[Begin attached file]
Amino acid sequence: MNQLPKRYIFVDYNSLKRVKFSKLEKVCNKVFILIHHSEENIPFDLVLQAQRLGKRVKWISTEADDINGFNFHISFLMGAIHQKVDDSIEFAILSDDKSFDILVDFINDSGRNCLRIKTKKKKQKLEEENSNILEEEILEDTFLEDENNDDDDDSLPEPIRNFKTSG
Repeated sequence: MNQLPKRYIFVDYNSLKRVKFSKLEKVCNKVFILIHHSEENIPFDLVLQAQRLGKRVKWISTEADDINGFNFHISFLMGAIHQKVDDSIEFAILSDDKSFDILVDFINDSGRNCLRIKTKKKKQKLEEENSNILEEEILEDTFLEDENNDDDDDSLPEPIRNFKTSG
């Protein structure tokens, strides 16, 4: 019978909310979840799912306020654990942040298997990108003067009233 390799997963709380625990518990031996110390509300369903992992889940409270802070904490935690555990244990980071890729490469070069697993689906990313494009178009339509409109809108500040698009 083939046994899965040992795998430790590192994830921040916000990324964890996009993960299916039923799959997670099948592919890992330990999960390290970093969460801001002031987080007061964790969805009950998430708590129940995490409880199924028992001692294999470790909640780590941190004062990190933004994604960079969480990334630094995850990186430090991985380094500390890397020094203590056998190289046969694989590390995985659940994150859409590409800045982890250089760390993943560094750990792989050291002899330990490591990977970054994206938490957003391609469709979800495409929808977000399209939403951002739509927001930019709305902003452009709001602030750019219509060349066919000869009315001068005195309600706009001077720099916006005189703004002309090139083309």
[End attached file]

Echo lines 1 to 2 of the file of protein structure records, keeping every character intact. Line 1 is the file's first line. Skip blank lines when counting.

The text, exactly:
Amino acid sequence: MNQLPKRYIFVDYNSLKRVKFSKLEKVCNKVFILIHHSEENIPFDLVLQAQRLGKRVKWISTEADDINGFNFHISFLMGAIHQKVDDSIEFAILSDDKSFDILVDFINDSGRNCLRIKTKKKKQKLEEENSNILEEEILEDTFLEDENNDDDDDSLPEPIRNFKTSG
Repeated sequence: MNQLPKRYIFVDYNSLKRVKFSKLEKVCNKVFILIHHSEENIPFDLVLQAQRLGKRVKWISTEADDINGFNFHISFLMGAIHQKVDDSIEFAILSDDKSFDILVDFINDSGRNCLRIKTKKKKQKLEEENSNILEEEILEDTFLEDENNDDDDDSLPEPIRNFKTSG